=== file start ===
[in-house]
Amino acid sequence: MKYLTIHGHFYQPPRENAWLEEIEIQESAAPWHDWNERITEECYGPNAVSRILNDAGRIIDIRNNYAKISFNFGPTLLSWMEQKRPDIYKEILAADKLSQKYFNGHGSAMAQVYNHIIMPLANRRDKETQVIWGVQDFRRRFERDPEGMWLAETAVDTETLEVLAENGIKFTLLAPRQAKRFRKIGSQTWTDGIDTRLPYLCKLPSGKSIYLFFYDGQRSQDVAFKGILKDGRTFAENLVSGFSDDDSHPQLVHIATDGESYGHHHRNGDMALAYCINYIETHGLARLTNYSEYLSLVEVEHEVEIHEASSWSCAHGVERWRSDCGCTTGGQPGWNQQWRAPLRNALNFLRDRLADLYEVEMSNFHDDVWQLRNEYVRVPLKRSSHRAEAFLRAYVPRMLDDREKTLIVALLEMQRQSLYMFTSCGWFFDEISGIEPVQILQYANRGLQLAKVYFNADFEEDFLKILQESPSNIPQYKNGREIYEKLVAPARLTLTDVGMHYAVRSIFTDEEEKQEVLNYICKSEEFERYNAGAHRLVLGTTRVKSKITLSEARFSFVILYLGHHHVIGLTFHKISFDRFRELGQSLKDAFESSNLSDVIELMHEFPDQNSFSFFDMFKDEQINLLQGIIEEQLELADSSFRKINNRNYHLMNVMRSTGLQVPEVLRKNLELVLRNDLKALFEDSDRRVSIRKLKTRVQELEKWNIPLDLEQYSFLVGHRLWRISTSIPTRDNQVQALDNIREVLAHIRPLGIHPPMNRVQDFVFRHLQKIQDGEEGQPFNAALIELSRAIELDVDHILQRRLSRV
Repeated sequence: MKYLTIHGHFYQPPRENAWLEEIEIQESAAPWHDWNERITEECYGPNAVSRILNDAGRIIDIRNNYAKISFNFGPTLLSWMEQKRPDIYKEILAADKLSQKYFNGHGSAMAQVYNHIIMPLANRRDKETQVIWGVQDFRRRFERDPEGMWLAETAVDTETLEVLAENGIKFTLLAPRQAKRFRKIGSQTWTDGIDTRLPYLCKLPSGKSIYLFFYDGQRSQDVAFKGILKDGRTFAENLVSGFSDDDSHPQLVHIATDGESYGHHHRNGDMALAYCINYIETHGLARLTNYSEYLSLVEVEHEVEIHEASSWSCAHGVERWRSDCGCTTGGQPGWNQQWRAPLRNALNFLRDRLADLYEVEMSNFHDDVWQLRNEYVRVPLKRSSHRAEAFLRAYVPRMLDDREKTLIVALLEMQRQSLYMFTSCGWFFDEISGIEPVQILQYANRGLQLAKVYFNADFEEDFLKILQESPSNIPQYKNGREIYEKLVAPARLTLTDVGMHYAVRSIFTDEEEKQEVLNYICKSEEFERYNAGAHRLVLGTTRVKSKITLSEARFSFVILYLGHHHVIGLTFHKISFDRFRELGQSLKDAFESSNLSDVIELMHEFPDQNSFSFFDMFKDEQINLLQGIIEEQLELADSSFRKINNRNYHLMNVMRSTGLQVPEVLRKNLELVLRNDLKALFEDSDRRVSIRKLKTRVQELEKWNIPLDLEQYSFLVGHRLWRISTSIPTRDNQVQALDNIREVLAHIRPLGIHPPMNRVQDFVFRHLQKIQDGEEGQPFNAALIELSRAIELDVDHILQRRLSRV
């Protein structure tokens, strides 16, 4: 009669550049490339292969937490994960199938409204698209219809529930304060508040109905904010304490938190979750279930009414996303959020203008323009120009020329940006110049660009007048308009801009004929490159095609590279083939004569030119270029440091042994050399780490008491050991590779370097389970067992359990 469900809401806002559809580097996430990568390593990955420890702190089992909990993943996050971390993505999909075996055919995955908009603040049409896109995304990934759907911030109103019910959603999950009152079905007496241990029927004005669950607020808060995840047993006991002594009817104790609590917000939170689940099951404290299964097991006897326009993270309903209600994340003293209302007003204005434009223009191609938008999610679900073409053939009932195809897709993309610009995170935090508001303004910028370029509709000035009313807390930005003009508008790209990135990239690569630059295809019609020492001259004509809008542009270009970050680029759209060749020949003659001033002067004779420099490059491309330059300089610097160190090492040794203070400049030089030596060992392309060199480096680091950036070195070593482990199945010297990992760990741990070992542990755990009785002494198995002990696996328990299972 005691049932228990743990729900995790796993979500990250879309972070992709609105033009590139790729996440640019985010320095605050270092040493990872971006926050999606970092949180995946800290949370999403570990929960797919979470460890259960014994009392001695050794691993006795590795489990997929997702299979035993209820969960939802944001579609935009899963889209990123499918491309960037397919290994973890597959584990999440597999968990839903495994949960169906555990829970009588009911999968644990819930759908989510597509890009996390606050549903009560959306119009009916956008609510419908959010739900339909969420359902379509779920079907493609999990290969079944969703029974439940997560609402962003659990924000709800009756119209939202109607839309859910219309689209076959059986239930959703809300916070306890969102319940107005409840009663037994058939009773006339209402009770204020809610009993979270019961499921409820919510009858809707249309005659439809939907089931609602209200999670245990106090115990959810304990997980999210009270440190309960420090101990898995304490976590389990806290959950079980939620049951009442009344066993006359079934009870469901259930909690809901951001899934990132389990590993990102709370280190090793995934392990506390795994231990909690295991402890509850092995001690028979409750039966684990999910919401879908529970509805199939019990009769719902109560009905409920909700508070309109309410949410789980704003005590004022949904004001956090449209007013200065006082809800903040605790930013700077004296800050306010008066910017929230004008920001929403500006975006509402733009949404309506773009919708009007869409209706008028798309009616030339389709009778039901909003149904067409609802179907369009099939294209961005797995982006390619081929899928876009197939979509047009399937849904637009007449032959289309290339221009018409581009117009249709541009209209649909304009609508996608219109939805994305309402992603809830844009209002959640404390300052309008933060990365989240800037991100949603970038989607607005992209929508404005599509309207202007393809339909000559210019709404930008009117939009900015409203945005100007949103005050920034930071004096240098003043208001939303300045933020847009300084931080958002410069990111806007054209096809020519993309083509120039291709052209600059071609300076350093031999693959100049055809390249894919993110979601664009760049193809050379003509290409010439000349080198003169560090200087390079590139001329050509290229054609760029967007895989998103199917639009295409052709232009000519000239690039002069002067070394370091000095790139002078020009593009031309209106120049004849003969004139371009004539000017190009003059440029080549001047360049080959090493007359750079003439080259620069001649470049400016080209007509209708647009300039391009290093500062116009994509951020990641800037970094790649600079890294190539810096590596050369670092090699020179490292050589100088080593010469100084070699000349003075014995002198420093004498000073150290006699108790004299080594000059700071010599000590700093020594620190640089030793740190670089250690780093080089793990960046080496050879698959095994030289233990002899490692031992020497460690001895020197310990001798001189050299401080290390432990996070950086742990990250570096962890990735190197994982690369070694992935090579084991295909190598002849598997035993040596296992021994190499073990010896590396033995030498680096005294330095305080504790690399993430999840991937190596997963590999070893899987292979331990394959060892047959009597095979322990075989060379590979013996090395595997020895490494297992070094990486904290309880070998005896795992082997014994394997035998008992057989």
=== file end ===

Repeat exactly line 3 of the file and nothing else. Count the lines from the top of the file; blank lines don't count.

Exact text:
Repeated sequence: MKYLTIHGHFYQPPRENAWLEEIEIQESAAPWHDWNERITEECYGPNAVSRILNDAGRIIDIRNNYAKISFNFGPTLLSWMEQKRPDIYKEILAADKLSQKYFNGHGSAMAQVYNHIIMPLANRRDKETQVIWGVQDFRRRFERDPEGMWLAETAVDTETLEVLAENGIKFTLLAPRQAKRFRKIGSQTWTDGIDTRLPYLCKLPSGKSIYLFFYDGQRSQDVAFKGILKDGRTFAENLVSGFSDDDSHPQLVHIATDGESYGHHHRNGDMALAYCINYIETHGLARLTNYSEYLSLVEVEHEVEIHEASSWSCAHGVERWRSDCGCTTGGQPGWNQQWRAPLRNALNFLRDRLADLYEVEMSNFHDDVWQLRNEYVRVPLKRSSHRAEAFLRAYVPRMLDDREKTLIVALLEMQRQSLYMFTSCGWFFDEISGIEPVQILQYANRGLQLAKVYFNADFEEDFLKILQESPSNIPQYKNGREIYEKLVAPARLTLTDVGMHYAVRSIFTDEEEKQEVLNYICKSEEFERYNAGAHRLVLGTTRVKSKITLSEARFSFVILYLGHHHVIGLTFHKISFDRFRELGQSLKDAFESSNLSDVIELMHEFPDQNSFSFFDMFKDEQINLLQGIIEEQLELADSSFRKINNRNYHLMNVMRSTGLQVPEVLRKNLELVLRNDLKALFEDSDRRVSIRKLKTRVQELEKWNIPLDLEQYSFLVGHRLWRISTSIPTRDNQVQALDNIREVLAHIRPLGIHPPMNRVQDFVFRHLQKIQDGEEGQPFNAALIELSRAIELDVDHILQRRLSRV